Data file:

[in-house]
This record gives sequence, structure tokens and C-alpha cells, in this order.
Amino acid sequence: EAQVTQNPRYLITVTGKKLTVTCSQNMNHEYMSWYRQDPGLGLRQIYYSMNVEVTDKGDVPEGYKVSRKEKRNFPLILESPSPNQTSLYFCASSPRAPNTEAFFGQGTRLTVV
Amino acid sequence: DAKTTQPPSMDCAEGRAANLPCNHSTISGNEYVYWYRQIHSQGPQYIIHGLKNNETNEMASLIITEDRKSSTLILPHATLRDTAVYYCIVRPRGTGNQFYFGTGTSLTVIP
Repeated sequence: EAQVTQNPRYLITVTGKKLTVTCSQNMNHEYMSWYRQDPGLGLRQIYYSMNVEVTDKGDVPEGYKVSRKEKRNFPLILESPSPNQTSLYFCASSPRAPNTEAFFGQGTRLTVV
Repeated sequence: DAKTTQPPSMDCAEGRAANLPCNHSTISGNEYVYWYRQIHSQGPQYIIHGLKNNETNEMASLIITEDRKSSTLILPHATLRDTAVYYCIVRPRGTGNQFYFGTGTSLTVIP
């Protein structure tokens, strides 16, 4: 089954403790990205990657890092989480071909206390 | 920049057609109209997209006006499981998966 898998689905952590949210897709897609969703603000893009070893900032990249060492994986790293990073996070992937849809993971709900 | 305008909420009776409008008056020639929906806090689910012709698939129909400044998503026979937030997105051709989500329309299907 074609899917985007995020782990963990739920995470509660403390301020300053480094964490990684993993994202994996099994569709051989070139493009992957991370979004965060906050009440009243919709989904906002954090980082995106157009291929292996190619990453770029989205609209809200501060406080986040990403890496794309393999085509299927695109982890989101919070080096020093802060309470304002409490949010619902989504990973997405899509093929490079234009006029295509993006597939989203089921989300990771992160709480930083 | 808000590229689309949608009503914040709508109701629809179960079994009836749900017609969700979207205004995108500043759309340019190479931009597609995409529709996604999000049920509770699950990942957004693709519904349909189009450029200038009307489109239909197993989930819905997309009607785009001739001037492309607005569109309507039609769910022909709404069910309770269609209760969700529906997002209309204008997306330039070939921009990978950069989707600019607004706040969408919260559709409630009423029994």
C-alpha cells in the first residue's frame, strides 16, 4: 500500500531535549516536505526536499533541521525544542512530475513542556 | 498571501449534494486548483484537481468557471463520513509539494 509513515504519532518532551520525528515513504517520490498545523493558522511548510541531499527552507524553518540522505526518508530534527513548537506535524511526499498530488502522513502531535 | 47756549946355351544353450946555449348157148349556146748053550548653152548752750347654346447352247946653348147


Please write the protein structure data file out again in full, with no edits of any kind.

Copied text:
[in-house]
This record gives sequence, structure tokens and C-alpha cells, in this order.
Amino acid sequence: EAQVTQNPRYLITVTGKKLTVTCSQNMNHEYMSWYRQDPGLGLRQIYYSMNVEVTDKGDVPEGYKVSRKEKRNFPLILESPSPNQTSLYFCASSPRAPNTEAFFGQGTRLTVV
Amino acid sequence: DAKTTQPPSMDCAEGRAANLPCNHSTISGNEYVYWYRQIHSQGPQYIIHGLKNNETNEMASLIITEDRKSSTLILPHATLRDTAVYYCIVRPRGTGNQFYFGTGTSLTVIP
Repeated sequence: EAQVTQNPRYLITVTGKKLTVTCSQNMNHEYMSWYRQDPGLGLRQIYYSMNVEVTDKGDVPEGYKVSRKEKRNFPLILESPSPNQTSLYFCASSPRAPNTEAFFGQGTRLTVV
Repeated sequence: DAKTTQPPSMDCAEGRAANLPCNHSTISGNEYVYWYRQIHSQGPQYIIHGLKNNETNEMASLIITEDRKSSTLILPHATLRDTAVYYCIVRPRGTGNQFYFGTGTSLTVIP
């Protein structure tokens, strides 16, 4: 089954403790990205990657890092989480071909206390 | 920049057609109209997209006006499981998966 898998689905952590949210897709897609969703603000893009070893900032990249060492994986790293990073996070992937849809993971709900 | 305008909420009776409008008056020639929906806090689910012709698939129909400044998503026979937030997105051709989500329309299907 074609899917985007995020782990963990739920995470509660403390301020300053480094964490990684993993994202994996099994569709051989070139493009992957991370979004965060906050009440009243919709989904906002954090980082995106157009291929292996190619990453770029989205609209809200501060406080986040990403890496794309393999085509299927695109982890989101919070080096020093802060309470304002409490949010619902989504990973997405899509093929490079234009006029295509993006597939989203089921989300990771992160709480930083 | 808000590229689309949608009503914040709508109701629809179960079994009836749900017609969700979207205004995108500043759309340019190479931009597609995409529709996604999000049920509770699950990942957004693709519904349909189009450029200038009307489109239909197993989930819905997309009607785009001739001037492309607005569109309507039609769910022909709404069910309770269609209760969700529906997002209309204008997306330039070939921009990978950069989707600019607004706040969408919260559709409630009423029994």
C-alpha cells in the first residue's frame, strides 16, 4: 500500500531535549516536505526536499533541521525544542512530475513542556 | 498571501449534494486548483484537481468557471463520513509539494 509513515504519532518532551520525528515513504517520490498545523493558522511548510541531499527552507524553518540522505526518508530534527513548537506535524511526499498530488502522513502531535 | 47756549946355351544353450946555449348157148349556146748053550548653152548752750347654346447352247946653348147